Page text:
Abstract 6179: Baseline Q Trumps Time from Symptom Onset as a Prognostic Marker in STEMI Patients Treated with Primary PCI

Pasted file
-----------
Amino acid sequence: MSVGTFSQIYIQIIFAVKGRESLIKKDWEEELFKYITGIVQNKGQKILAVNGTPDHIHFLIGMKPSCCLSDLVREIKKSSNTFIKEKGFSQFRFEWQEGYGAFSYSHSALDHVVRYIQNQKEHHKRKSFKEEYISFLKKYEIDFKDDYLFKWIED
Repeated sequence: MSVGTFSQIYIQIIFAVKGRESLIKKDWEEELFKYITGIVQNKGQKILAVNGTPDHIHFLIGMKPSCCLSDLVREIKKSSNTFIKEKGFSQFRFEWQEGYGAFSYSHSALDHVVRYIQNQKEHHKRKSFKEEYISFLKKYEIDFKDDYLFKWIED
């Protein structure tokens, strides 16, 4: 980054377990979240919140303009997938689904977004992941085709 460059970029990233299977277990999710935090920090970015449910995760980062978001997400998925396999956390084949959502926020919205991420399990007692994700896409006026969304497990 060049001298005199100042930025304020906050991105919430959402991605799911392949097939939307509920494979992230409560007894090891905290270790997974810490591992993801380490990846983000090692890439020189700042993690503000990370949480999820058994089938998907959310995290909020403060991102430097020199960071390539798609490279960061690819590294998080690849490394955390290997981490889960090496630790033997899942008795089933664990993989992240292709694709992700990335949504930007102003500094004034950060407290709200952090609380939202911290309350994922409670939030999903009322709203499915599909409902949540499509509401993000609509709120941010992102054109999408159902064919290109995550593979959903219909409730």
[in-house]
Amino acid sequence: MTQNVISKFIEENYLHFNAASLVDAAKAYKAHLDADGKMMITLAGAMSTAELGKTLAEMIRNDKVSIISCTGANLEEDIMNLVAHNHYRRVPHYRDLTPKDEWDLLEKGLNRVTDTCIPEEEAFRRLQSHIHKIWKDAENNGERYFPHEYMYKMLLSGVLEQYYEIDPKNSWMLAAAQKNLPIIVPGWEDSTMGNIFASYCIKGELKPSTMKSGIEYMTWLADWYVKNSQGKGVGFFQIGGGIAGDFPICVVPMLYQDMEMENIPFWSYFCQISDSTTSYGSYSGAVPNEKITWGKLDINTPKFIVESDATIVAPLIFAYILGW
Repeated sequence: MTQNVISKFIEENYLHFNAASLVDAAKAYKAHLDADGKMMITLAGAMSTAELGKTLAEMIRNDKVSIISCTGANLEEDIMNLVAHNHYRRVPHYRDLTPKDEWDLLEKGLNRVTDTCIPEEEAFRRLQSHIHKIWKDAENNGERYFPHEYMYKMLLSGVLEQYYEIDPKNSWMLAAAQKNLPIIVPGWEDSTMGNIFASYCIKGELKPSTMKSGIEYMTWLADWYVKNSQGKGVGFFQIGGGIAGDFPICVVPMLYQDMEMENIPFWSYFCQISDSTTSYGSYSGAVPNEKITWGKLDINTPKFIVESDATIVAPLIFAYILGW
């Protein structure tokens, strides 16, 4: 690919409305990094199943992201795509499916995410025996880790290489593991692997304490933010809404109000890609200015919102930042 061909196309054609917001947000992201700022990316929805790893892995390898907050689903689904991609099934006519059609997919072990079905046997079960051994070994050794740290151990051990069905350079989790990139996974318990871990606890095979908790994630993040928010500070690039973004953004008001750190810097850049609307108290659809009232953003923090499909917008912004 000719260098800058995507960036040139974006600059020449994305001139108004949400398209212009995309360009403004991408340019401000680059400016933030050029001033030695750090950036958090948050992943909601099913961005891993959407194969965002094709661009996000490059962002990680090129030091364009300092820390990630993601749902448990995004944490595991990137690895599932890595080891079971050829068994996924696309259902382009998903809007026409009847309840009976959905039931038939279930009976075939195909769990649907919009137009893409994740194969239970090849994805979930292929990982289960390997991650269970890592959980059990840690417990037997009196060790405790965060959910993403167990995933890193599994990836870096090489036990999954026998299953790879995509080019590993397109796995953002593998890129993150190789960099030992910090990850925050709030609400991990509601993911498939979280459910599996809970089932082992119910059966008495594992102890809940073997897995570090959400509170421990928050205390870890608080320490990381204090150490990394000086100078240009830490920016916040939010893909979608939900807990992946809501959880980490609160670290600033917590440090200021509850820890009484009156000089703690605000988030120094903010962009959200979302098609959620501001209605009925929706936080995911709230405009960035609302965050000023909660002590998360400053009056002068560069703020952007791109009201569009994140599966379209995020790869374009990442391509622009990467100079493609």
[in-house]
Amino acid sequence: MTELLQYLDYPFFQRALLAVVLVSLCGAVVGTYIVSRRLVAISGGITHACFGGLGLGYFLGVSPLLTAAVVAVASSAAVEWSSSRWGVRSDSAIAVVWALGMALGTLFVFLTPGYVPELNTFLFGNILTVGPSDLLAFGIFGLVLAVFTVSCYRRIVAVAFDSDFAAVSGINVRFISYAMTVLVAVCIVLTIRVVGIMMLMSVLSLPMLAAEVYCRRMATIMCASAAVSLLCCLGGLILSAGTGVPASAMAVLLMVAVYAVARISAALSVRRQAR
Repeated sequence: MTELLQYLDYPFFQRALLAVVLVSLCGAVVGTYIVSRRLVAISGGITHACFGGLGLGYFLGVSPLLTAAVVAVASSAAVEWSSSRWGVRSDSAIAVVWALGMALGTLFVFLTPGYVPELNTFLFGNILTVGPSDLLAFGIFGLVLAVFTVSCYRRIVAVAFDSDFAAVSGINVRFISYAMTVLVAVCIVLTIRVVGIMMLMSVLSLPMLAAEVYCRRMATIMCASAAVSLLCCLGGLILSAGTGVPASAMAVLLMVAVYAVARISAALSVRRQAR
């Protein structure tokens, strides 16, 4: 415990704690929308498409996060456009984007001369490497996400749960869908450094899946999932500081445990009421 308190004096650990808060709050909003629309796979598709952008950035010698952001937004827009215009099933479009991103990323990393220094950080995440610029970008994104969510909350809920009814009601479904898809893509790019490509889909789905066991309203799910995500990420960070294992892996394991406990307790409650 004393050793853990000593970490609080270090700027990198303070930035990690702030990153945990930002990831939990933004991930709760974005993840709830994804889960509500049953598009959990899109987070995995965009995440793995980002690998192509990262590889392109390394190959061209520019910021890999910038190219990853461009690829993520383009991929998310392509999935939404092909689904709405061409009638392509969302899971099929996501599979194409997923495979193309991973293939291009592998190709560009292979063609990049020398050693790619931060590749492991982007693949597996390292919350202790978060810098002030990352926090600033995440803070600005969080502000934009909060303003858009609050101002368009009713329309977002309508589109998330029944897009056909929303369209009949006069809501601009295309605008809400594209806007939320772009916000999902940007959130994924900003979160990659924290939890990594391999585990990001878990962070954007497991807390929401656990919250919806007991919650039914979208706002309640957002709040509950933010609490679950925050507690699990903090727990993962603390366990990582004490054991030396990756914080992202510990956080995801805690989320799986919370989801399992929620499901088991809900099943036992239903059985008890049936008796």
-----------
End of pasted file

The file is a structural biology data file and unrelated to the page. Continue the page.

Current ST Elevation AMI guidelines and quality improvement initiatives emphasize that time from symptom onset to reperfusion is a critical factor in selection of reperfusion method and patient outcome. In fibrinolytic-treated patients, the presence of baseline Q-waves may signal later MI presentation and worse outcome. Whether these relationships hold with primary PCI is unclear. We tested this hypothesis in 5,186 analyzable STEMI patients (presenting <6 hours after symptom onset) undergoing primary PCI in APEX-AMI. Ninety-day mortality and death/CHF/shock adjusted for baseline factors (age, SBP, HR, Killip class, infarct site, extent of baseline ST deviation, symptom onset to randomization and Q-wave on the admission ECG). A majority of patients (56.4%) had Q-waves on admission. The table⇓ shows key baseline characteristics and 90-day outcomes according to presence of Q waves in the presenting STEMI and by time from sx onset to randomization. Multivariable adjustment of 90-day mortality (HR 1.89, 95%CI (1.36 –2.62), p<0.001) and composite outcomes HR 1.88(1.51–2.35), p<0.001 revealed that baseline Q but not time had prognostic value. These data argue strongly for considering baseline Q as an independent marker of the evolutionary state of myocardial infarction and a potentially useful tool in evaluating needed future therapeutic options for STEMI patients undergoing PCI.